“If there’s a blueprint for beating Pedro, that’s the blueprint. Keep it close and hope for a break,” Yankees manager Joe Torre said. “He doesn’t give you much.”
Martinez and Mussina locked up in a marquee matchup that lived up to its billing, and Red Sox reliever Byung-Hyun Kim had another forgettable day at Yankee Stadium.
Yankees owner George Steinbrenner thought Martinez was coming up and in on purpose.
“I don’t know what was going through his mind, but if it’s what it looked like, it’s not good,” Steinbrenner said. “It’s not good for his team, not good for baseball. … Fortunately, both of our men are OK.”
With the infield drawn in, Pride hit a grounder to second base that knocked Walker’s glove off as he tried to backhand it. By the time Walker corralled the ball with two bare hands it was too late, and his high throw to the plate had no chance to get Matsui.
“It was a short hop,” said Walker, who was charged with an error. “Infield in cuts down your reaction time. It was a play that should have been made. It just slipped out of my glove. It was a tough way to lose.”
Pride, who is almost totally deaf, homered in his Yankees debut Sunday for his first longball in more than two years. He had been out of the majors since 2001 before being called up by the Yankees on Friday.
Mariano Rivera (3-0) pitched a scoreless ninth for the victory as the Yankees shut down Boston’s big offense for the second straight day after getting blown out in the first two games of the series.
“I think it’s important. I hope it says a lot about us,” Torre said. “Moose kept us right there. After the first two games, we were reeling a little bit, but we had two great games pitched for us.”
Pitching inside all day, Martinez struck out 11 in seven sharp innings. But Mussina was just as good, retiring 21 in a row after Manny Ramirez’s RBI double in the first.
Soriano, New York’s leadoff hitter and All-Star second baseman, injured his left hand on a pitch from Martinez in the first inning. The ball appeared to glance off Soriano’s hand, but plate umpire Ed Montague ruled Soriano swung for a strike.
Martinez said he didn’t mean to hit Soriano.
“Are you crazy? The guy’s right on top of the plate,” Martinez said. “The only way you’re going to get Soriano out is inside. He hits curveballs, he hits changeups, he leans over the plate. He’s that good. You’ve got to give him a lot of credit. When you throw inside, you’re going to hit guys sometimes. I don’t try to hit anybody, it was just an accident.”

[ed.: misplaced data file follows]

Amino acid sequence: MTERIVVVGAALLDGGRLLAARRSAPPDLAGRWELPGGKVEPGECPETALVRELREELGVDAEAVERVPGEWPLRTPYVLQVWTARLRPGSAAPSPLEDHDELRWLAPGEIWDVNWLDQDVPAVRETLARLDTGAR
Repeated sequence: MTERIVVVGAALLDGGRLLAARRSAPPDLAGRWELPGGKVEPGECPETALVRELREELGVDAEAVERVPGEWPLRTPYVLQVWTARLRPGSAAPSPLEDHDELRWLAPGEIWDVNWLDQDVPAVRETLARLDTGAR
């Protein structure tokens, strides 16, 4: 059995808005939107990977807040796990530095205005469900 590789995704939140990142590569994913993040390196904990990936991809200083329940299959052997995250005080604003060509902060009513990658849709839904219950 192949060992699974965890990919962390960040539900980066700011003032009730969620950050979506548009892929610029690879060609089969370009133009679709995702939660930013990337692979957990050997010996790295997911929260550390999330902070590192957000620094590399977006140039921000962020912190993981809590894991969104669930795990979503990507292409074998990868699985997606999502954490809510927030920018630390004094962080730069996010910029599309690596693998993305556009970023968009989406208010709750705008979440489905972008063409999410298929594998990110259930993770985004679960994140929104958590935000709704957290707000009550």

Soriano remained in the game and struck out. Jeter, the next batter, was hit on the right hand by Martinez’s 1-2 pitch, drawing boos from the crowd.
Jeter immediately yanked his hand away in pain. He bent over as he was attended to by a trainer and Torre, but stayed in the game until the third.
X-rays on Jeter and Soriano were negative, and both were day-to-day with bone bruises.
Their departures left the Yankees with a makeshift infield—Ventura at second base for the first time in his 15-year career. But in a tight ballgame with pennant-race implications, Mussina never retaliated.
“It was a situation that was pretty delicate,” Mussina said. “I think if I go inside to somebody, the umpire’s going to warn both benches. I didn’t want to lose half the plate. It’s a tough spot. You try to do what’s right. I’m not sure what anybody was thinking, but I felt I had to get guys out.”
Kim relieved Martinez and got a loud ovation from 55,016 fans who remember the two game-tying homers and one game-winning shot he gave up to the Yankees with Arizona during the 2001 World Series. Kim got through the eighth before faltering in the ninth.
“It’s kind of hard to say if they have my number,” Kim said through an interpreter.
Mussina allowed two hits in eight innings, striking out nine. Martinez gave up one run and five hits, walking none.
Jason Giambi’s RBI single in the sixth tied it at 1.
It was Martinez’s third double-digit strikeout game this season and the 90th of his career. … It was the seventh consecutive sellout crowd at Yankee Stadium. … The series drew 220,026 fans, the largest turnout for a four-game set in the 28-year history of remodeled Yankee Stadium. The previous mark was214,510 in September 1985 against Toronto.